Top lesser-known albums of the summer

William deLannoy

My Morning JacketEvil Urges

My Morning Jacket garnered a lot of attention this summer due to its spectacular sets at several major festivals across the country. The band’s guitar-driven, classic-rock jams have been driving crowds wild since its debut in 1999. This makes the stylistic switch-ups on “Evil Urges” all the more surprising. Tracks like “Touch Me I’m Going To Scream Pt. 1” and “Smokin’ from Shootin'” feature sounds that call to mind early Radiohead and Pink Floyd, while “Highly Suspicious” comes way out of left field with Jim James rhyming over a Beck-style beat and chanted backing vocals. Who would have thought that MMJ could make such a creative leap from jam band to rock gods?

BeckModern Guilt

An alt-rock mainstay since the early ’90s, Los Angeles-native Beck Hansen has been pounding out beat-based pop for almost 20 years now. Time has seen Beck grow from a whimsical troubadour to a world-weary old hippy, but his music has never lost its upbeat ’60s sound and catchy rhythmse. “Modern Guilt” may be thematically depressing, but it’s hard to tell without studying the lyrics. Beck questions God and his own place in the world without losing his positive sound, and it all creates a record that feels more heartfelt and complete than any other recent Beck work.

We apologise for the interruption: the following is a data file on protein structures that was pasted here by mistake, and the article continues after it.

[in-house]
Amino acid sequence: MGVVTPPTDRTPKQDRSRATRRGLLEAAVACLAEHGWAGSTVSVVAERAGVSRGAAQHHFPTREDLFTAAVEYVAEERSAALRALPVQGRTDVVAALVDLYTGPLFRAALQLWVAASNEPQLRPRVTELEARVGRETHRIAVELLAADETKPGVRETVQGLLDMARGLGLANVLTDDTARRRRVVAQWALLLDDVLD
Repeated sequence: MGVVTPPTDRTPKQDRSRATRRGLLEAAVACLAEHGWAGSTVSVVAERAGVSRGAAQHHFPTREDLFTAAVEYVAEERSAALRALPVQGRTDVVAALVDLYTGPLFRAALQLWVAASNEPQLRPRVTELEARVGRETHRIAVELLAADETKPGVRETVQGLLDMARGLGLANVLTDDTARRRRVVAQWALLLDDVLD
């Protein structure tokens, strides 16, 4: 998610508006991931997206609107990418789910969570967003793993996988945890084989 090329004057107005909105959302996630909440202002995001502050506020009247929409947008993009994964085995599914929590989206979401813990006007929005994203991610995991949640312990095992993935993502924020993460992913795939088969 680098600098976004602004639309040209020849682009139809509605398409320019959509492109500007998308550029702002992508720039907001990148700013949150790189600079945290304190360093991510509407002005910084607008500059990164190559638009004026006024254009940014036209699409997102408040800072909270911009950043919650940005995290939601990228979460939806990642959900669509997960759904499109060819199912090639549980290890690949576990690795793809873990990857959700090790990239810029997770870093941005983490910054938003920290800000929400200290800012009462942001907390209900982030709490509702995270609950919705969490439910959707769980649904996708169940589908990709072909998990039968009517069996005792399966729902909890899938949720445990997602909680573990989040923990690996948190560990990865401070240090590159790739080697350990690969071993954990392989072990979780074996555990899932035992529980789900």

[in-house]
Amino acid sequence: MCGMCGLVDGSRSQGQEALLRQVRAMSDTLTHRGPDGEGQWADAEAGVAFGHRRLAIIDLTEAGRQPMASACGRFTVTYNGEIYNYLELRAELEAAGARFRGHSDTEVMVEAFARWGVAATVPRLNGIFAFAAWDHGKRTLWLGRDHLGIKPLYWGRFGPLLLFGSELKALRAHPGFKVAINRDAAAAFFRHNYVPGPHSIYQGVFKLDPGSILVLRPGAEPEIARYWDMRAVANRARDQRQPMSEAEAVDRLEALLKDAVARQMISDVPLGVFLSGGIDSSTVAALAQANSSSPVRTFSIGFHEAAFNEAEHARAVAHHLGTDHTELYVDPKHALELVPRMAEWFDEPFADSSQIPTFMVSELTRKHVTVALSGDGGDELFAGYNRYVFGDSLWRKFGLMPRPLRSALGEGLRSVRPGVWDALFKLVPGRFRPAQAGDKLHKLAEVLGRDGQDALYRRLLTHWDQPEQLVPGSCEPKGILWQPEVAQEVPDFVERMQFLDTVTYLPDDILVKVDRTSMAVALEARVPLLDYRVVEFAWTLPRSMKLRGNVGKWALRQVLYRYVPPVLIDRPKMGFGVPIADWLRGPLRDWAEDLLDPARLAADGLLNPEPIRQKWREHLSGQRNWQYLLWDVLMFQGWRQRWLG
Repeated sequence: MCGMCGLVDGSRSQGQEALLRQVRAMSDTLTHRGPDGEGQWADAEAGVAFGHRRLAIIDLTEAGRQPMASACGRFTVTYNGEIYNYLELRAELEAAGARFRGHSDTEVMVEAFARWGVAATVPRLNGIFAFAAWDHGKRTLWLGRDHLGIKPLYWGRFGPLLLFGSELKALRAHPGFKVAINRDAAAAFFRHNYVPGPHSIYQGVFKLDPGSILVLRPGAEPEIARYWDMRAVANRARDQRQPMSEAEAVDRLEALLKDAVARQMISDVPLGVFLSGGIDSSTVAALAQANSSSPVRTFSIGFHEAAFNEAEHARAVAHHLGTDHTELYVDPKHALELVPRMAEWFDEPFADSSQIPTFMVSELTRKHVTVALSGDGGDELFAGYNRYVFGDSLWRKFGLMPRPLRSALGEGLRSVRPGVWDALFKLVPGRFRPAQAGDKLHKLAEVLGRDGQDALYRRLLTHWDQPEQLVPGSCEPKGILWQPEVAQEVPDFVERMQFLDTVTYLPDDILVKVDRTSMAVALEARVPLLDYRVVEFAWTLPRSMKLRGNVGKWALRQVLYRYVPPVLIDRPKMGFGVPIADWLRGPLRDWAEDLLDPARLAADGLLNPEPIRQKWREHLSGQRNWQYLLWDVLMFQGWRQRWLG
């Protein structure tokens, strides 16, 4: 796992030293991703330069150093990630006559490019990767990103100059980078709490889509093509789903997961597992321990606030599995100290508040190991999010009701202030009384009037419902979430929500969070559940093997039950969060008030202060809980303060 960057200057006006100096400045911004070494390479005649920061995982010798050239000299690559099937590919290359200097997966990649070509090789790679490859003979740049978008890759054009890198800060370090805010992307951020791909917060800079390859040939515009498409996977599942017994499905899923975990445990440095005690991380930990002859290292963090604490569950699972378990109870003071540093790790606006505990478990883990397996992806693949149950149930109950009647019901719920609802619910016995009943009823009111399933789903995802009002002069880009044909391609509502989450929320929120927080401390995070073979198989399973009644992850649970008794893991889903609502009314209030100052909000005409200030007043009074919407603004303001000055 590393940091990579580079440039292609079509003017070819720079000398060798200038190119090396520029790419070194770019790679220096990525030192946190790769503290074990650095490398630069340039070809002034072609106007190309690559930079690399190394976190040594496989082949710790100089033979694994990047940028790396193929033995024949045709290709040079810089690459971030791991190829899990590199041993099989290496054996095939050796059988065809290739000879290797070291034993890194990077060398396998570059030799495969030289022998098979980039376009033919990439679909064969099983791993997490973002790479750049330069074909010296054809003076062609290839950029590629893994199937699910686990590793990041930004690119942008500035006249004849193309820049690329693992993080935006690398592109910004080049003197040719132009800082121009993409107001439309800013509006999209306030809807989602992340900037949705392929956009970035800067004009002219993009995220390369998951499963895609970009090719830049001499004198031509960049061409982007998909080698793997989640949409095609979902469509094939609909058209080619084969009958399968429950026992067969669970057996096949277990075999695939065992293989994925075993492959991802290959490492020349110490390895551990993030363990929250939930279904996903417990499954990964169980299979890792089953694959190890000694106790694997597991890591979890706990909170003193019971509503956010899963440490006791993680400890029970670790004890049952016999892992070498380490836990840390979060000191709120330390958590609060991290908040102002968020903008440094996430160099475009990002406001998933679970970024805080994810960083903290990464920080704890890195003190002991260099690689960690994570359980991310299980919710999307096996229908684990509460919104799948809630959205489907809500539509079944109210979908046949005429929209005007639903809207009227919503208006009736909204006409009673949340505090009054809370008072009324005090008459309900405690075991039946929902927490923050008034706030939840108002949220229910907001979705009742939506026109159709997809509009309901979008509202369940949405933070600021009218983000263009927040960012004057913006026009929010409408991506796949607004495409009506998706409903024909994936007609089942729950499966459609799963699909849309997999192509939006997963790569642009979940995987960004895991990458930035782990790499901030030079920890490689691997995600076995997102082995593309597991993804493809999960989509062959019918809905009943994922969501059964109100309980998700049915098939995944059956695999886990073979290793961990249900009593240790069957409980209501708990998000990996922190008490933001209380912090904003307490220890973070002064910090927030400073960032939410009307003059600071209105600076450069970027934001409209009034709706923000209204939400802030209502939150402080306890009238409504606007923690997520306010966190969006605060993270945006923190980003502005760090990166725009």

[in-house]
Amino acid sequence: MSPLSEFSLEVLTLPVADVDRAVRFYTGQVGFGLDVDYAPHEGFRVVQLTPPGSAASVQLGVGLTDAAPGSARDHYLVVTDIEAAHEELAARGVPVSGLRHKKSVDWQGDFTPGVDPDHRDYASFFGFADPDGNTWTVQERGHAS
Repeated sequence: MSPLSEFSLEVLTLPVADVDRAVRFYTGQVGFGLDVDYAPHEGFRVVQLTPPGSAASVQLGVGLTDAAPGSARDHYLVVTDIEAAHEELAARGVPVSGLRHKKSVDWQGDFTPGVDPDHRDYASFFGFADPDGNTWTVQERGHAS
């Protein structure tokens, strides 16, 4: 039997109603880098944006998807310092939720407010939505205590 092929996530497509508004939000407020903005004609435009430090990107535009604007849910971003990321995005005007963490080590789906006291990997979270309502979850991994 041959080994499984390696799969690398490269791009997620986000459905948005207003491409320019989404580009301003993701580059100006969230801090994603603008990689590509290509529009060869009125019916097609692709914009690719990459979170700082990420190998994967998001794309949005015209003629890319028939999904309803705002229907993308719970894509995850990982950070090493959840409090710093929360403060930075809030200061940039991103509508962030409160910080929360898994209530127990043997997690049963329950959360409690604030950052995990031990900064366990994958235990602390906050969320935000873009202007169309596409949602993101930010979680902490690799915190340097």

John Mayer Where the Light Is

John Mayer is no stranger to live albums; “Where the Light Is” marks his third official live release since his debut. Still, neither of his previous live recordings come close to the full package offered by this latest one. Recorded in one night in Los Angeles, “Where the Light Is” features three sets: a solo acoustic set, a set with the John Mayer Trio and a full-band set. Despite its two disc length, the album is missing several Mayer hits, such as “No Such Thing” and “Bigger Than My Body.” Mayer makes up for this by showing off his guitar prowess on covers of Tom Petty’s “Free Fallin'” and the Jimi Hendrix track “Wait Until Tomorrow.” “Where the Light Is” closes the door on the idea of Mayer as no more than a soft-rock singer-songwriter with a love for the blues. It is safe to say he has entered the realm of blues-rock guitar god.

The Hold SteadyStay PositiveBrooklyn-via-Minneapolis band The Hold Steady has been stomping out E Street Band-style classic rock since 2004 at an alarming rate, releasing four albums in just five years. Its latest effort, “Stay Positive,” doesn’t do much to change the formula of catchy guitar riffs and booze-laden tales of drugs and debauchery, but no one can complain when the music is this good. Frontman Craig Finn doesn’t sing so much as shout out stories of not-so-good Catholic girls and teens drinking atop water towers, and somehow it just works. The lead track, “Constructive Summer,” kicks off the album with a toast to “Saint Joe Strummer” and Finn’s announcement of the band’s philosophy: “Our psalms are sing-along songs.” When you listen to “The Best Bar Band in America,” sing-along songs are exactly what you can expect to hear.These albums are all available in record stores now.